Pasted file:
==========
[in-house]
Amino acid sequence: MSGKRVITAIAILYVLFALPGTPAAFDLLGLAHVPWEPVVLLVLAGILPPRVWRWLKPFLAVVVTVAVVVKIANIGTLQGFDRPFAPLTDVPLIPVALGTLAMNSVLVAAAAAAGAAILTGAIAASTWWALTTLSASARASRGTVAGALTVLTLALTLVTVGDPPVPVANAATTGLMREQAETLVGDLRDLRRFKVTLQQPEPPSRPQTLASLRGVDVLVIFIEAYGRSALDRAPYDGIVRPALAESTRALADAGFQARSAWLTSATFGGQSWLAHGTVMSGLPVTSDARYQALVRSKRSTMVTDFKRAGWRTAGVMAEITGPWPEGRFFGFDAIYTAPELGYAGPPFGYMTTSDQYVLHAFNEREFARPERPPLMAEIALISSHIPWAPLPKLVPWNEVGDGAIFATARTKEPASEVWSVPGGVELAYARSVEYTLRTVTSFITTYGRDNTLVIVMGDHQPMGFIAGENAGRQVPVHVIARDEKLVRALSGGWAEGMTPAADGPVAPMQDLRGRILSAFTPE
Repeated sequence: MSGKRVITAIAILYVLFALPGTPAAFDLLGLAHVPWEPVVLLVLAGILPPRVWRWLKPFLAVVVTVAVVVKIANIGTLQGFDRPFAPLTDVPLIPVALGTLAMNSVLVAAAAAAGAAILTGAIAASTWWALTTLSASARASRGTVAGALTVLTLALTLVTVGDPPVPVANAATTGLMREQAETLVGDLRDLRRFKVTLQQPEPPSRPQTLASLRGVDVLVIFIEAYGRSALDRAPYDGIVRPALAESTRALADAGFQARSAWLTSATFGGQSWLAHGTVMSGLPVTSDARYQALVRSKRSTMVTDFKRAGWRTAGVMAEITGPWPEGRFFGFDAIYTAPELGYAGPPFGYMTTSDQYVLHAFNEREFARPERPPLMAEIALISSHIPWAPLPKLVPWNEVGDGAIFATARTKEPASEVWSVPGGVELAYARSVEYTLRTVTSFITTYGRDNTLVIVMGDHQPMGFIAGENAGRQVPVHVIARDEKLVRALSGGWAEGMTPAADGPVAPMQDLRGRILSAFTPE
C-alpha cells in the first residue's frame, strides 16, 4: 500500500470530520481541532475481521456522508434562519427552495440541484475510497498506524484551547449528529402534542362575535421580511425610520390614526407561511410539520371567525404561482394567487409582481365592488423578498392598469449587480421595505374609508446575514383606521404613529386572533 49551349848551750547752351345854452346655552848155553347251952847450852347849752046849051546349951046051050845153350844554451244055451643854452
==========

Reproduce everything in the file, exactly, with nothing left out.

[in-house]
Amino acid sequence: MSGKRVITAIAILYVLFALPGTPAAFDLLGLAHVPWEPVVLLVLAGILPPRVWRWLKPFLAVVVTVAVVVKIANIGTLQGFDRPFAPLTDVPLIPVALGTLAMNSVLVAAAAAAGAAILTGAIAASTWWALTTLSASARASRGTVAGALTVLTLALTLVTVGDPPVPVANAATTGLMREQAETLVGDLRDLRRFKVTLQQPEPPSRPQTLASLRGVDVLVIFIEAYGRSALDRAPYDGIVRPALAESTRALADAGFQARSAWLTSATFGGQSWLAHGTVMSGLPVTSDARYQALVRSKRSTMVTDFKRAGWRTAGVMAEITGPWPEGRFFGFDAIYTAPELGYAGPPFGYMTTSDQYVLHAFNEREFARPERPPLMAEIALISSHIPWAPLPKLVPWNEVGDGAIFATARTKEPASEVWSVPGGVELAYARSVEYTLRTVTSFITTYGRDNTLVIVMGDHQPMGFIAGENAGRQVPVHVIARDEKLVRALSGGWAEGMTPAADGPVAPMQDLRGRILSAFTPE
Repeated sequence: MSGKRVITAIAILYVLFALPGTPAAFDLLGLAHVPWEPVVLLVLAGILPPRVWRWLKPFLAVVVTVAVVVKIANIGTLQGFDRPFAPLTDVPLIPVALGTLAMNSVLVAAAAAAGAAILTGAIAASTWWALTTLSASARASRGTVAGALTVLTLALTLVTVGDPPVPVANAATTGLMREQAETLVGDLRDLRRFKVTLQQPEPPSRPQTLASLRGVDVLVIFIEAYGRSALDRAPYDGIVRPALAESTRALADAGFQARSAWLTSATFGGQSWLAHGTVMSGLPVTSDARYQALVRSKRSTMVTDFKRAGWRTAGVMAEITGPWPEGRFFGFDAIYTAPELGYAGPPFGYMTTSDQYVLHAFNEREFARPERPPLMAEIALISSHIPWAPLPKLVPWNEVGDGAIFATARTKEPASEVWSVPGGVELAYARSVEYTLRTVTSFITTYGRDNTLVIVMGDHQPMGFIAGENAGRQVPVHVIARDEKLVRALSGGWAEGMTPAADGPVAPMQDLRGRILSAFTPE
C-alpha cells in the first residue's frame, strides 16, 4: 500500500470530520481541532475481521456522508434562519427552495440541484475510497498506524484551547449528529402534542362575535421580511425610520390614526407561511410539520371567525404561482394567487409582481365592488423578498392598469449587480421595505374609508446575514383606521404613529386572533 49551349848551750547752351345854452346655552848155553347251952847450852347849752046849051546349951046051050845153350844554451244055451643854452